August 05, 2004,
Linda Chavez, president of the Center for Equal Opportunity, is author, with Daniel Gray, of the new book Betrayal: How Union Bosses Shake Down Their Members and Corrupt American Politics. Chavez recently took some questions about unions and the Left from NRO editor Kathryn Jean Lopez.
National Review Online: What's the "betrayal"?
LINDA CHAVEZ: Most union members think their dues which amount to an average $600 per year, allowing unions to take in some $17 billion each year go to providing better representation at the bargaining table. But most unions today now spend substantially more of their members' money on politics and other non-contract-related activities than they do on bread and butter issues. Worse, most members have no say how their money is being spent and many have no idea that their dues are being diverted to far-Left causes that they would never support everything from abortion rights to opposition to the war in Iraq.
NRO:The ties between the Democratic party and the labor unions are such that if it were the GOP & Halliburton we were talking about, there could easily be big-budget documentary exposing it all (and unlike a recent mockumentary, it would even be true!).
CHAVEZ: The mainstream media virtually ignores the corrupt relationship between unions and the Democratic party. Even though many unions illegally fund Democratic candidates' efforts by putting union-paid staff into their campaigns or organizing get-out-the-vote efforts that target the general voting population, not just union members (which is permitted) all of it paid for by union dues the press rarely looks into these campaign funding violations. Imagine what would happen if a corporation did the same thing with its corporate dollars. There would be congressional investigations, front-page stories in the New York Times, and someone would probably end up in jail. But unions do this sort of thing all the time. I saw it with my own eyes when I worked for more than a decade at the American Federation of Teachers.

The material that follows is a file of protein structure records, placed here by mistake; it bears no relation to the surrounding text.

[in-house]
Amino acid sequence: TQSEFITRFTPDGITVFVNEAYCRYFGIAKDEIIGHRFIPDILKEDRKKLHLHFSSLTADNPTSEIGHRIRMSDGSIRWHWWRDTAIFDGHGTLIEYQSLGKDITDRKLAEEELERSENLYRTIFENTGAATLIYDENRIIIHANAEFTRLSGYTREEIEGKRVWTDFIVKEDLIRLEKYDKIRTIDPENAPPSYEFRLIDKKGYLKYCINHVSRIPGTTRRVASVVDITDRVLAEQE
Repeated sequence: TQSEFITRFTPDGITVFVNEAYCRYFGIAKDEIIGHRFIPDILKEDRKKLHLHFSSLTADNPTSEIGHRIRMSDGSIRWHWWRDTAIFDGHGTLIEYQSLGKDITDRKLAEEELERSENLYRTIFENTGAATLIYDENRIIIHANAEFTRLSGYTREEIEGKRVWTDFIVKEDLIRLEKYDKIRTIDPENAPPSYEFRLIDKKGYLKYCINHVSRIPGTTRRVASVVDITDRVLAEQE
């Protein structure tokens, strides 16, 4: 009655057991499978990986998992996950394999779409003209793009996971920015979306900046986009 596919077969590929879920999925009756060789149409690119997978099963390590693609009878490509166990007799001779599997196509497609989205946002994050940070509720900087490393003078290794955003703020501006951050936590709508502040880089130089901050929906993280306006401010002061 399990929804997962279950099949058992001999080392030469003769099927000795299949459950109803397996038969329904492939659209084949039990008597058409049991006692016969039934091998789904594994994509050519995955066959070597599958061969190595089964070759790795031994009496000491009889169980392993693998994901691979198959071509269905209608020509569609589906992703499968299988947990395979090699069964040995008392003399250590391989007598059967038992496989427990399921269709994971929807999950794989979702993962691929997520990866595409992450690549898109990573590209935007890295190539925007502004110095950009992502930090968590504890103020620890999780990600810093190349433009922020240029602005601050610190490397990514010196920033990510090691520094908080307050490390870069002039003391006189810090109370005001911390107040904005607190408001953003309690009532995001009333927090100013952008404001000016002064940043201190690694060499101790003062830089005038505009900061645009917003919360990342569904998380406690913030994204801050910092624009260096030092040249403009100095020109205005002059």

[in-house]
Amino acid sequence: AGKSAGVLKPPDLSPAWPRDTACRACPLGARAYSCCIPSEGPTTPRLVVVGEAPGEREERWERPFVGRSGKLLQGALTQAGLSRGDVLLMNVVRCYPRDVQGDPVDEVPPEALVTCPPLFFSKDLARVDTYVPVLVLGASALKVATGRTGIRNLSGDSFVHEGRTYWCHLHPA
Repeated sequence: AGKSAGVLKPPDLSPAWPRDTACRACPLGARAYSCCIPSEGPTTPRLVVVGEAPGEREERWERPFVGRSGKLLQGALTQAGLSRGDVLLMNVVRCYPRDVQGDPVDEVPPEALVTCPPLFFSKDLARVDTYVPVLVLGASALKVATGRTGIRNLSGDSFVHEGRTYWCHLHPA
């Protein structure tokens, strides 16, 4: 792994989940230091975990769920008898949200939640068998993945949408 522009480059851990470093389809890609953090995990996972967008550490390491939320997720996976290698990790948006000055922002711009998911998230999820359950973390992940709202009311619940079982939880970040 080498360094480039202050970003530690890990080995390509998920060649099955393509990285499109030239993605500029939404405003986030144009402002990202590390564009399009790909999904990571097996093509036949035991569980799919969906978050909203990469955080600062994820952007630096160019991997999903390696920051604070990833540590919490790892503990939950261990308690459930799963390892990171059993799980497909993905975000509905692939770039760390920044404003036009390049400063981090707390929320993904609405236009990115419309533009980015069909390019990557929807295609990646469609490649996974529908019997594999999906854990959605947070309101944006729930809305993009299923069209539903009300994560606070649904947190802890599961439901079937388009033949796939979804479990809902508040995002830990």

NRO:You make that point in the opening of your new book, of course. But is it an exaggeration for effect? Or is it really that bad, and deep?
CHAVEZ: Perhaps the press ignores this story because they don't understand the intricacies of campaign-finance laws that permit unions to engage in activities denied to corporations such as operating phone banks in support of candidates out of union headquarters, so long as "volunteers" only call union households. But the fact is, unions routinely stretch the rules, or outright violate them, and few watchdog groups seem interested. And we're talking big money here. Unions will spend an estimated $800 million out of their union treasuries this election not counting the additional $100 million or more in PAC contributions, which are voluntary to defeat President Bush.
NRO:Is it legal for a union to take member dues and give it to John Kerry?